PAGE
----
Thank you very much, Mr. Speaker.
Good morning, honourable members of the Board of Internal Economy. I would like to recognize our parliamentary partners who are here today. I would also like to recognize and thank Cécilia Shea, Bernadette Blain and Linda Ballantyne, who are providing the interpretation services for today's meeting.
I am pleased to appear before you for the first time since taking on the role of chief executive officer of the Translation Bureau in January. Of course, you know the fellow who is with me today, Matthew Ball, vice-president of the services to Parliament and interpretation sector.
It is with great humility that I appear before you to discuss the complex issue of interpretation service capacity.
Over the past few weeks, I've had the opportunity to examine the issues affecting interpretation services in an effort to grasp all the implications. Matthew Ball and his team gave me a detailed history of the situation, describing the significant measures that have been implemented.
Let me assure you of something: my priority is to step up efforts to ensure the health and safety of interpreters, while, as you mentioned, improving interpretation capacity.
Since my arrival, I have met with the House administration partners who are in charge of the technical setting for interpretation services. They have clearly explained the logistics that need to be taken into account from Parliament's point of view, as well as the difficulties that service interruptions and the lack of capacity cause for parliamentarians.
As far as capacity is concerned, as you may have heard, our accreditation exam in November added 10 new freelancers to our pool. Their arrival does not in itself represent an increase in our capacity, given the number of injured interpreters and departures, but they are still welcome reinforcements.
We are also continuing to work with the House administration to implement the provision of interpretation from outside the parliamentary facilities using freelance interpreters. We now have contracts in place so that we can provide two additional two-hour meetings per day from Monday to Thursday, as we promised in December, using interpreters outside of Ottawa.
We are working on another long-term project to increase our capacity, such as a tour of universities to foster the next generation.
That said, even if we increase the number of interpreters, we won't make any headway if we cannot guarantee their health and safety.
I've had the opportunity to meet with our staff interpreters twice in the past two weeks. I was extremely impressed by their professionalism and their determination to serve the needs of their parliamentary clients. I was also very moved to hear how distressed they were by the current circumstances. It's terrible to learn that interpreters can no longer go to concerts and have trouble hearing their children at play because of hearing injuries they suffered while doing their jobs.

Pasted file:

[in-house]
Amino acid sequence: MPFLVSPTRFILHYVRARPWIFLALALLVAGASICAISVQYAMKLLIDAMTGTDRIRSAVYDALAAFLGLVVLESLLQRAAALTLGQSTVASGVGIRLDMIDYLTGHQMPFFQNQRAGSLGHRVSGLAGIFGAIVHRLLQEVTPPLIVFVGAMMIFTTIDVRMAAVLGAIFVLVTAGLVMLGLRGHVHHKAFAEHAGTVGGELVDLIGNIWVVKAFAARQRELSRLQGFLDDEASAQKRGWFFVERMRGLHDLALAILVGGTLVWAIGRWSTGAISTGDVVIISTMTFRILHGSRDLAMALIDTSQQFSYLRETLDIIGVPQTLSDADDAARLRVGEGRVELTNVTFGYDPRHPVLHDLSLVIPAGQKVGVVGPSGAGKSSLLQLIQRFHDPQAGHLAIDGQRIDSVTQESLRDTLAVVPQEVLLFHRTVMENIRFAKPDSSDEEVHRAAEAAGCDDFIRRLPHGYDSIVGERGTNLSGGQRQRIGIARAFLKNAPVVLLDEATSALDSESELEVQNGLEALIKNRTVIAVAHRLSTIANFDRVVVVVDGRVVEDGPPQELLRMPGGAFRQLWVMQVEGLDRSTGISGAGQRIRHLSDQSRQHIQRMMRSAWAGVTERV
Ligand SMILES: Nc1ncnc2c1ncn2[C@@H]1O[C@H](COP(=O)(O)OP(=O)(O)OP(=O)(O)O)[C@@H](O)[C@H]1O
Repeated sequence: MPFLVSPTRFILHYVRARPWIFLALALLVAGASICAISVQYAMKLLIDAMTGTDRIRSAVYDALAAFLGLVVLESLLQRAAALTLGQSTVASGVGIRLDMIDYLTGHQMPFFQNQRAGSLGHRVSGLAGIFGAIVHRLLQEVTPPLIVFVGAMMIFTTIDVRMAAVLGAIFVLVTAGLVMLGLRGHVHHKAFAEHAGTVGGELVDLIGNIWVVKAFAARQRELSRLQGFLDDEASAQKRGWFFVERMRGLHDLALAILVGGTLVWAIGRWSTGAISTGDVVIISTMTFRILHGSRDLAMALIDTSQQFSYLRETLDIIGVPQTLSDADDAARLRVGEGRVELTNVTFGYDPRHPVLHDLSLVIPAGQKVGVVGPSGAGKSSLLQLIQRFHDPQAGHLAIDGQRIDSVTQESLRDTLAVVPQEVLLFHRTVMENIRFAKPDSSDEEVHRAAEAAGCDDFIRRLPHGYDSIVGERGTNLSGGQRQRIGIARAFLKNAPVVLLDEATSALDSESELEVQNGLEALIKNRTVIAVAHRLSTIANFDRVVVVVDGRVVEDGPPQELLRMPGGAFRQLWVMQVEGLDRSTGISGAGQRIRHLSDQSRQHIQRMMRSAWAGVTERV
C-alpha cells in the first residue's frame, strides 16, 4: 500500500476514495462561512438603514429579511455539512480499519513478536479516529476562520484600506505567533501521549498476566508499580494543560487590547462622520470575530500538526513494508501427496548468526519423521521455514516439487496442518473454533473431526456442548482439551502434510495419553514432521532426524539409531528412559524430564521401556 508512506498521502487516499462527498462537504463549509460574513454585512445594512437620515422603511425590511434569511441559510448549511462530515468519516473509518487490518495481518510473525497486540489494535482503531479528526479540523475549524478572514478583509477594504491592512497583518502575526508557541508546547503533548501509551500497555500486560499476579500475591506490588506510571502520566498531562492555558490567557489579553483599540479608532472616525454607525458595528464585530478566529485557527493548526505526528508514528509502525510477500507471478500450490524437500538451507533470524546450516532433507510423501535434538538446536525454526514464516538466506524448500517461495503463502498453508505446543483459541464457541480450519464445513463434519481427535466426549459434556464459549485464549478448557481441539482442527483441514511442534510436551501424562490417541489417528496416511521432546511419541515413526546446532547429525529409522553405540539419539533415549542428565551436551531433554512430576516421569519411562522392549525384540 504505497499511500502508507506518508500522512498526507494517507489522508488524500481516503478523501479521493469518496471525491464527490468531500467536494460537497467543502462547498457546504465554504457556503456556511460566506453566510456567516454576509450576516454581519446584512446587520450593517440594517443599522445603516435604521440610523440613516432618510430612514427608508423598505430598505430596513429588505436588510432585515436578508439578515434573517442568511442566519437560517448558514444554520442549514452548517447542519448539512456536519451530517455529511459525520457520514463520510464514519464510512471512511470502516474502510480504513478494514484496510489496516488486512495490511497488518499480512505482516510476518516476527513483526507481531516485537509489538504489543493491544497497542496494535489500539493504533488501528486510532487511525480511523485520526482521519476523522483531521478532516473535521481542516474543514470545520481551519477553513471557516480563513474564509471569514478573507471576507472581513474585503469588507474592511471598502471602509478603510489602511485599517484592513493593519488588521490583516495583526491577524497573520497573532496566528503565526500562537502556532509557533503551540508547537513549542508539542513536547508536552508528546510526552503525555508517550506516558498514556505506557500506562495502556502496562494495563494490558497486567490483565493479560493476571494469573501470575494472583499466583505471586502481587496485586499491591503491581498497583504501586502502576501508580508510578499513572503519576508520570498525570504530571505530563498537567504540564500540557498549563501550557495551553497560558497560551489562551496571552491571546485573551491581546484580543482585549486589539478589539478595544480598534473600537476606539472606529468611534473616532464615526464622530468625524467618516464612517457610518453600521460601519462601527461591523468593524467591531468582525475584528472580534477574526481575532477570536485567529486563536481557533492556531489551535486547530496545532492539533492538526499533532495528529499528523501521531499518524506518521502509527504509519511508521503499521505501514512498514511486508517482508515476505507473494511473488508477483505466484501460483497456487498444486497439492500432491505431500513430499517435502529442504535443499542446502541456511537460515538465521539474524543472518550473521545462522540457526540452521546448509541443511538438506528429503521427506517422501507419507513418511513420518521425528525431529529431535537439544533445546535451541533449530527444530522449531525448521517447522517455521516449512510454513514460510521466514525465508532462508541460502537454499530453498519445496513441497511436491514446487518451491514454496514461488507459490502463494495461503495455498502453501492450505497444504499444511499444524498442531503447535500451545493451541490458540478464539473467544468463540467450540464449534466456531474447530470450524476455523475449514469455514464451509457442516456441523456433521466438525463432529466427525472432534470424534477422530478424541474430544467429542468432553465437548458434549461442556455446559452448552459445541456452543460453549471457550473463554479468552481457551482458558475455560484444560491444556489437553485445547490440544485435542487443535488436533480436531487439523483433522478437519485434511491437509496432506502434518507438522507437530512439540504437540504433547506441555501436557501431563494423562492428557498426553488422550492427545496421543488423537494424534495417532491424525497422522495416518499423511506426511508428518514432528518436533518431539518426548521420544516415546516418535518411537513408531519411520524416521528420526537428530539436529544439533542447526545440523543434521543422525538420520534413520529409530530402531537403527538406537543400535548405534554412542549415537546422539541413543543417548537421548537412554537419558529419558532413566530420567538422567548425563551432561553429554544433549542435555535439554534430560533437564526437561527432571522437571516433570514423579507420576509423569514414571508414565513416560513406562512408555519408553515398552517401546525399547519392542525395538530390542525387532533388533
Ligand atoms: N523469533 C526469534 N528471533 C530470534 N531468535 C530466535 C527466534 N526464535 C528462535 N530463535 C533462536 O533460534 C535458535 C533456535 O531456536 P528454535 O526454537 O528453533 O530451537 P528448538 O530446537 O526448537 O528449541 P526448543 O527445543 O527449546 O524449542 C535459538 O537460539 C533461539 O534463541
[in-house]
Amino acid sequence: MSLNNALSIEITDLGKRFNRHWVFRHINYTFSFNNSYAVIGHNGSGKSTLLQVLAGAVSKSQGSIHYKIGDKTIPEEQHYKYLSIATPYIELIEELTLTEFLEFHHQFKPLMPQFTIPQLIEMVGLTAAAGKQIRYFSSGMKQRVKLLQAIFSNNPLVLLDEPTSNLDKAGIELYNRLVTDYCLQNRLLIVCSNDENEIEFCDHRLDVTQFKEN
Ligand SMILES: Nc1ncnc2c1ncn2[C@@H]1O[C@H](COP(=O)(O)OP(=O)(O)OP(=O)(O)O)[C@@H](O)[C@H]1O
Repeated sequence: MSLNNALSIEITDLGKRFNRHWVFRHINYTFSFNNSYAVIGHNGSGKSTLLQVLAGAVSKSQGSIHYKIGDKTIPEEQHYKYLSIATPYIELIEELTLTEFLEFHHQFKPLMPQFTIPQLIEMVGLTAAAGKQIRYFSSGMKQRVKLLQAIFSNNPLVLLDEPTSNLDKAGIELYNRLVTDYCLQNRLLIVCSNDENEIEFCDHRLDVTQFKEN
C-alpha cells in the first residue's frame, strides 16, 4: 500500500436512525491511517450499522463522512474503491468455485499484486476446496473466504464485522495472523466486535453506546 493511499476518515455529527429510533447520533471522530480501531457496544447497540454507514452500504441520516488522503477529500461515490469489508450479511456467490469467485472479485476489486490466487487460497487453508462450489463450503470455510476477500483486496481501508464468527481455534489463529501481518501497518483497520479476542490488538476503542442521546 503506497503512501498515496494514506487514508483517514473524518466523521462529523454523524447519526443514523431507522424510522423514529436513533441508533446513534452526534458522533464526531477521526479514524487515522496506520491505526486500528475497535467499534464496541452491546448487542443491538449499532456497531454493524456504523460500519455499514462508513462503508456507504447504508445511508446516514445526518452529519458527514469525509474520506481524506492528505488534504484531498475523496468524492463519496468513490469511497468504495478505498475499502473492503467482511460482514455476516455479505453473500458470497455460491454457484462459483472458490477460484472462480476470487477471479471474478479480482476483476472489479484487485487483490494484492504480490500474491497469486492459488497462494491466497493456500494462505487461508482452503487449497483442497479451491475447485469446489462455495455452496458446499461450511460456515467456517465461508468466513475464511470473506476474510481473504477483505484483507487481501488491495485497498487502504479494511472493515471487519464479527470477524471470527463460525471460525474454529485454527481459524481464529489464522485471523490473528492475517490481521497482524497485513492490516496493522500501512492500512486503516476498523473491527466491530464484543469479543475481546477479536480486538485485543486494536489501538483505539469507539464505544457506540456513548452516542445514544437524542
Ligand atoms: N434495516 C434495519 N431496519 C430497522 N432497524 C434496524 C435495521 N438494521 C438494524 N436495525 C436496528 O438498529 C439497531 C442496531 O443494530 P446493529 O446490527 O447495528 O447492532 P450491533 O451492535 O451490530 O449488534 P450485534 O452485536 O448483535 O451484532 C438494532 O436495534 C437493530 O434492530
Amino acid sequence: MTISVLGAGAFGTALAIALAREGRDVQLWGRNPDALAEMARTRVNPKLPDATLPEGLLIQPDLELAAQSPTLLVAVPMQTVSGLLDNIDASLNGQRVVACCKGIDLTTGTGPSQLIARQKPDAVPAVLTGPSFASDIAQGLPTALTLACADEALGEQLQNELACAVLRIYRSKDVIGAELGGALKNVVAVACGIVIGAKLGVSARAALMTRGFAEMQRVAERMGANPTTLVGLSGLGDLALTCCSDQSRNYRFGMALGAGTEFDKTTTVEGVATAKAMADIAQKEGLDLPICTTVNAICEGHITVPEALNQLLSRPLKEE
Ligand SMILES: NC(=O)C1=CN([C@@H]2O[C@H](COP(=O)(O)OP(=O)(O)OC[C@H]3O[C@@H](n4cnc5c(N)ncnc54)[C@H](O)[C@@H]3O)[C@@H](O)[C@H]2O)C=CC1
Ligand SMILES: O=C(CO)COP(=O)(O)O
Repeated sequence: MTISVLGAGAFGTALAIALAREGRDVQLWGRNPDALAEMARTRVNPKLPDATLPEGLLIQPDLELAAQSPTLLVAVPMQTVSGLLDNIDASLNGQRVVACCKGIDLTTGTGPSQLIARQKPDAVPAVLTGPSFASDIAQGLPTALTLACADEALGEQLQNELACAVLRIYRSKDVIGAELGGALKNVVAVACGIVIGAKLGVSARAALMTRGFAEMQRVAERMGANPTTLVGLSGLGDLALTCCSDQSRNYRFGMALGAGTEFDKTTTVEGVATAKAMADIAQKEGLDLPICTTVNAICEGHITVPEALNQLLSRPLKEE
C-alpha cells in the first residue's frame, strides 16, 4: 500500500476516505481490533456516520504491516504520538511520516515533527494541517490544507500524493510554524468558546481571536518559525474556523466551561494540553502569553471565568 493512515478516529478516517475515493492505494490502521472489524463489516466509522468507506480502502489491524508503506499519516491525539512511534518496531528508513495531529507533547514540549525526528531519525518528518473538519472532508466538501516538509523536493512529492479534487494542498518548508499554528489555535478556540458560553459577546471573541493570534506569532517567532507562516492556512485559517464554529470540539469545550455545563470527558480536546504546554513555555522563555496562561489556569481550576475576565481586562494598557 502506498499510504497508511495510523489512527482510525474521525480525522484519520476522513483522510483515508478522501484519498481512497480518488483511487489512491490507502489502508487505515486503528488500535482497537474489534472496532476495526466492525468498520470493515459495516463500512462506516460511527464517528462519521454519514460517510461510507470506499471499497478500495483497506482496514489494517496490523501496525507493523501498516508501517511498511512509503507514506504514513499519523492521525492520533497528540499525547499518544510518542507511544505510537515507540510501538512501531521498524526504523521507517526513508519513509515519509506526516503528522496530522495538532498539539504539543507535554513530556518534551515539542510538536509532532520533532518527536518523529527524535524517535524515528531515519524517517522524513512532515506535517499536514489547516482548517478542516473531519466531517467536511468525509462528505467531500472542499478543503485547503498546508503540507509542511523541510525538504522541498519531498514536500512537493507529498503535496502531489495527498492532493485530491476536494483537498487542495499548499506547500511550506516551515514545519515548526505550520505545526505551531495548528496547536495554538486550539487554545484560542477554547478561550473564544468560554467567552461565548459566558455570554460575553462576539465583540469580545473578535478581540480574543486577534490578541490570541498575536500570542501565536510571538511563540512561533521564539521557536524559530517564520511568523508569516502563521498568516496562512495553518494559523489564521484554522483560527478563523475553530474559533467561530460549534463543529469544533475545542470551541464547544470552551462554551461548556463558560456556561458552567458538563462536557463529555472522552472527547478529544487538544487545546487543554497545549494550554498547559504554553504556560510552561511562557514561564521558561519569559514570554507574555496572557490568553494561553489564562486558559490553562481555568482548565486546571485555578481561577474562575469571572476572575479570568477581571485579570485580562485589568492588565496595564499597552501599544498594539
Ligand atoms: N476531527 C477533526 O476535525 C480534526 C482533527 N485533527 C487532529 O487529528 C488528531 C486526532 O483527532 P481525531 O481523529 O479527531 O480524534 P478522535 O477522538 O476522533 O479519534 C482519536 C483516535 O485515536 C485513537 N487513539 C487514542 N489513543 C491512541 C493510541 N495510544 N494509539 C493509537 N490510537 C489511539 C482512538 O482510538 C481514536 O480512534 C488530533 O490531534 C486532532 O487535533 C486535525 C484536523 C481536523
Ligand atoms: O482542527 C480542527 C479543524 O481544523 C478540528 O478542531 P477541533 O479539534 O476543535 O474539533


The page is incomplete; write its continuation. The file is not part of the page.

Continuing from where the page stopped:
Those discussions actually helped dispel a misconception I had. I was under the impression that if the audio quality was fine for me, as a virtual or in-person participant, it was also fine for the interpreters. That is completely untrue, however. Interpretation is so cognitively demanding that in order for interpreters to listen and speak at the same time, the audio has to be broadcast quality.
That is why improving the sound quality is so crucial. The use of proper microphones by participants is part of the solution. Another part is encouraging participants who are in the area to attend meetings in person. What's more, the Internet connection, the computer equipment, the audio system and education all play a role, and it doesn't end there.
After seven weeks on the job, I am well aware that there is no magic formula to fix everything. It's a long-term undertaking. I understand the challenge we are facing.
When I say “we”, I don't mean only the Translation Bureau. One thing is clear to me: the bureau can't fix this on its own. All the stakeholders have to work together. The bureau is grateful for the House administration's support.
Honourable members of Parliament, you are certainly aware of the direction that Employment and Social Development Canada's labour program issued to the translation bureau on February 1, 2023. In accordance with these directions, our interpreters are instructed, as of February 6, not to interpret participants who do not use an appropriate microphone. We will soon be commissioning random sound tests in real work situations in the House and Senate committee rooms.
These instructions are in line with the work we were already doing with the administration to improve sound quality. They are not the solution to everything, but they clearly illustrate how important it is that we remain truly committed to our efforts.
Every new measure and every small gain in our long-term work to promote sound quality benefit not only the interpreters, who can do their work safely, but also the translation bureau, which will have improved capacity thanks to a healthy workforce, and the users of interpretation services, who will enjoy more stable services.
Honourable members of the Board of Internal Economy, thank you for your co-operation with the translation bureau and thank you for inviting me to speak on this important topic.
Matthew and I will now be happy to answer your questions.